J-1 Visa Characteristics
This section serves as an overview of J-1 regulations relevant to professors and researchers, not to J-1 Student Interns. To learn more about J-1 Student Interns, visit our J-1 Student Intern overview.
J-1 Scholar (Professors and Researchers) Categories
Within the J-1 Exchange Visitor Program, there are two categories commonly used at Columbia. Each particular category governs the terms and duration of the exchange.
The following regulations apply to both J-1 categories:
12 and 24 Month Bars
There might be a wait time before a professor or scholar may begin their program at Columbia if they have been in the U.S. in a J-1 category. The category is listed is section 4 of the DS-2019. These wait times are referred to as the 12 and 24-month bars. The J-1 Exchange Visitor program supports its underlying premise of fostering mutual exchange by preventing immediate repeat participation through these bars.
The bars do not apply to anyone coming from or to a short-term scholar category.
The 12-Month Bar
An individual is not eligible for the J-1 category of professor or research scholar if he or she has been physically present in the United States in J-1 or J-2 status for all or part of the twelve-month period immediately preceding the intended start date of a program unless:
The 24-Month Bar
Those who complete a J-1 or J-2 program, regardless of the duration of their program, are barred for two years from beginning a new J-1 research scholar/professor program.
This bar does not apply to those who are in the J-1 short term scholar category.
Two-Year Home Residency Requirement
This requirement, also known as 212(e), does not apply to all J-1s. If subject, it means the J-1 individual (and J-2 dependents) are required to fulfill this requirement by returning to the country of nationality or last legal permanent residence for a cumulative period of at least two years (24 months) before being eligible to obtain H-1B, L, Permanent Residency status or changing visa status within the U.S.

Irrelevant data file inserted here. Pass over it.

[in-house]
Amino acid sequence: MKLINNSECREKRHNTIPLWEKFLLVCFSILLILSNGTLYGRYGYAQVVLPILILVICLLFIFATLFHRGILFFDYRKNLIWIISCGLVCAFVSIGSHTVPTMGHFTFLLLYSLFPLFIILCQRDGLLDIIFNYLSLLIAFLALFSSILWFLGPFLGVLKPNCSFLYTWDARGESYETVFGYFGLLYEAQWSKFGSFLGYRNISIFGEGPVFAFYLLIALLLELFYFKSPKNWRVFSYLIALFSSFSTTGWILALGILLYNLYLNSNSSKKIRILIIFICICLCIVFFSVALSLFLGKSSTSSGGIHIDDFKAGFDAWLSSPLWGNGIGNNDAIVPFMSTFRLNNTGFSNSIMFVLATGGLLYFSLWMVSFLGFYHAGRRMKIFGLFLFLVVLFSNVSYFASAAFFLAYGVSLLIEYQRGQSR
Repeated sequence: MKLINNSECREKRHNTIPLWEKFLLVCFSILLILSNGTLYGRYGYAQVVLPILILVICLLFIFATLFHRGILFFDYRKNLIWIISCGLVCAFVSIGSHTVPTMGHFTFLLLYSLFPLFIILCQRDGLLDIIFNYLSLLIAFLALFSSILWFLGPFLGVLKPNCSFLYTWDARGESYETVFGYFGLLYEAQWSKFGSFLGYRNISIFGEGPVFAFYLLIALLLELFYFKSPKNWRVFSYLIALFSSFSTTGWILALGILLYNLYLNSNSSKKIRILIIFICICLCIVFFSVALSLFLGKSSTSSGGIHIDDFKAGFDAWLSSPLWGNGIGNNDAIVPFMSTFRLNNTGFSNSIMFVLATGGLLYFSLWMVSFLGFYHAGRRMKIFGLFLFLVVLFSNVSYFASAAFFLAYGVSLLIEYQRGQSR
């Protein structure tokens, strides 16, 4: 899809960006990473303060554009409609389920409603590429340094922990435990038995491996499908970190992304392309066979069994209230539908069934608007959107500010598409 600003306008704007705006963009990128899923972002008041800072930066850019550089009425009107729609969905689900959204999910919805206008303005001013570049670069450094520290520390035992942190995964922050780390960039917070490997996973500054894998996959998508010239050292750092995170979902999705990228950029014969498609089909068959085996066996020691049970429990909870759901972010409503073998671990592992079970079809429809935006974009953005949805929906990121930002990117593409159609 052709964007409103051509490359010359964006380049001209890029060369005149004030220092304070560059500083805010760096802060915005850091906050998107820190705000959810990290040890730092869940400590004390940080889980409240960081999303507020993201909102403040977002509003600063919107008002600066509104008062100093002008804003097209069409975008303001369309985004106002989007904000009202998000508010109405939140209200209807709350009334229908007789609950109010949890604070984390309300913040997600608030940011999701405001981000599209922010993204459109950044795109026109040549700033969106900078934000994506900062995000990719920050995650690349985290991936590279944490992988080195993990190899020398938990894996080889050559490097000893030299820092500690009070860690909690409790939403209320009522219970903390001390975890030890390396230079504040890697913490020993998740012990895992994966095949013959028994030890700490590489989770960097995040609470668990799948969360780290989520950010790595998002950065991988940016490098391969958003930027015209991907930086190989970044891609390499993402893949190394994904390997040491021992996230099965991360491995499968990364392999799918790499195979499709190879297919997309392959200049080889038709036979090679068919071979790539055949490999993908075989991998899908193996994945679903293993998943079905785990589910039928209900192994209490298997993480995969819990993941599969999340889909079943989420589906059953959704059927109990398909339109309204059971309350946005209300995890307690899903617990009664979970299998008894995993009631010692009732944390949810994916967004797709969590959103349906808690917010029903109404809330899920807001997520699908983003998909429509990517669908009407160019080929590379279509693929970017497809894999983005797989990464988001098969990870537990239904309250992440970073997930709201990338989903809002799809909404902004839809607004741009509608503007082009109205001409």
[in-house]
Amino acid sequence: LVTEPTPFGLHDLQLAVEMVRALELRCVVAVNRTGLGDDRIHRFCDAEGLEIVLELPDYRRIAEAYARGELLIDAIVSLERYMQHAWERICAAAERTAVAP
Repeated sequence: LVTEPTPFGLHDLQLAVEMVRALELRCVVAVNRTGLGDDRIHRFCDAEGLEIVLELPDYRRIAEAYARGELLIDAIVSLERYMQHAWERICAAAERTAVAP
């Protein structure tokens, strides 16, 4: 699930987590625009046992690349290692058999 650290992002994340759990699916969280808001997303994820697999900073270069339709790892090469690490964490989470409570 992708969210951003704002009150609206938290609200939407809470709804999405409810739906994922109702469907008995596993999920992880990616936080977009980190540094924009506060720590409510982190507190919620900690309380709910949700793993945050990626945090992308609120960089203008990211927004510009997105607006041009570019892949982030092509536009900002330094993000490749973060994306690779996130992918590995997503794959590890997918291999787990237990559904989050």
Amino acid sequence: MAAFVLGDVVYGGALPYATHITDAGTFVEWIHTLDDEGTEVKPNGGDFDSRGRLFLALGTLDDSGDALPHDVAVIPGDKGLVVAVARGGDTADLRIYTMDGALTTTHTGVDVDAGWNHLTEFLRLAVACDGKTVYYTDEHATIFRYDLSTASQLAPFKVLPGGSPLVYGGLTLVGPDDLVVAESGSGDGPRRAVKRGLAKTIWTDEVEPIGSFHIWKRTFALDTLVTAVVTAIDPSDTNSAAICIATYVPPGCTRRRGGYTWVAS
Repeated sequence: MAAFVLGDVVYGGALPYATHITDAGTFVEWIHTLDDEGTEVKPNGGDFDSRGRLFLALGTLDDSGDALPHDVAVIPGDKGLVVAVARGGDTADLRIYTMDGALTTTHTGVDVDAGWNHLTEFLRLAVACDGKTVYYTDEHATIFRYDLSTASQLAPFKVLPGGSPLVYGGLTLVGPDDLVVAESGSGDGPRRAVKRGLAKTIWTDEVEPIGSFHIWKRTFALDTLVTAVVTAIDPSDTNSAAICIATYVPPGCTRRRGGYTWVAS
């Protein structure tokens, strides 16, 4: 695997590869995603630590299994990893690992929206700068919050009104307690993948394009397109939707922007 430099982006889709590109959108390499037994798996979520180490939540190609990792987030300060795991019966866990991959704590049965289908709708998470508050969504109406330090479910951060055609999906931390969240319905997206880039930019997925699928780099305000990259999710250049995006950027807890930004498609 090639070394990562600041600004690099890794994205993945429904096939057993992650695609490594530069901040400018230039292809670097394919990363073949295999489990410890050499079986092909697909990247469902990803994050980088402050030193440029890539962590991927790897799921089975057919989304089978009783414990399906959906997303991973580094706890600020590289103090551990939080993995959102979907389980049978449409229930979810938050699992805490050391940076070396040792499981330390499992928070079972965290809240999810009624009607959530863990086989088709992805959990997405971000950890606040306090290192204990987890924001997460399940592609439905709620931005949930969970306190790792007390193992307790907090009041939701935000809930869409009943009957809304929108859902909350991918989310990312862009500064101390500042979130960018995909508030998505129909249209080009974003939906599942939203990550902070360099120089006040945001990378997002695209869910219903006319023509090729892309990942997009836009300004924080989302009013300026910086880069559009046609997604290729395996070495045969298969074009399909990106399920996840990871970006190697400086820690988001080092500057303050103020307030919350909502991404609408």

The two-year home residency requirement applies for one or more of the following three reasons:
- Government Funding – If the scholar is receiving home government or third-country government funding or are named in a U.S. government grant or award designed to facilitate exchange.
- Skills List– If the area of expertise and training is determined by home country as being in short supply and is listed on the U.S. government’s skills list.
- Graduate Medical Training – If your J-1 program is sponsored by the Educational Commission for Foreign Medical Graduates (ECFMG).
Being subject to this requirement does not prevent a return in another visa status (for example as a tourist or F-1 student) at any time without a waiting period. Such a change of visa status, however, can occur only through international travel and re-entry and not within the U.S.
Generally, you are subject to 212(e) if there is a notation on the J-1 entry visa and/or on the lower section of your DS-2019, but sometimes it may be unclear if the requirement applies.
In such situations, the J-1 may request an Advisory Opinion from the Department of State. An Advisory Opinion is a review of your exchange visitor program documents to determine if you are subject to this requirement. Learn more on the Advisory Opinions webpage.
- The J-1 may be able to obtain a waiver of the requirement by applying to the Waiver Review Division. The Waiver Review Division will review the request and will make a recommendation to the Department of Homeland Security (DHS) either for or against a waiver. It is the DHS which makes the final decision, although in most cases it will accept the recommendation of the Waiver Review Division. See instructions for applying for a waiver on the Department of State website.
If the J-1 is subject to the 2-Year Home Country requirement, any J-2 dependents are subject as well.
If the J-1 obtains a waiver, J-2 dependents are included.
After a waiver has been granted
Once the J-1 has obtained a waiver of the two-year home residency requirement, they are no longer be eligible for a J-1 extension or transfer, or for a new J-1 entry visa to be issued by a consulate abroad. Please discuss your future plans with an adviser before beginning the process of applying for a waiver.
- A waiver alone does not extend one's stay in the U.S.
- All waiver application procedures are time-consuming. The J-1 Exchange Visitor needs to be aware that it may take up to a year or longer to obtain a waiver.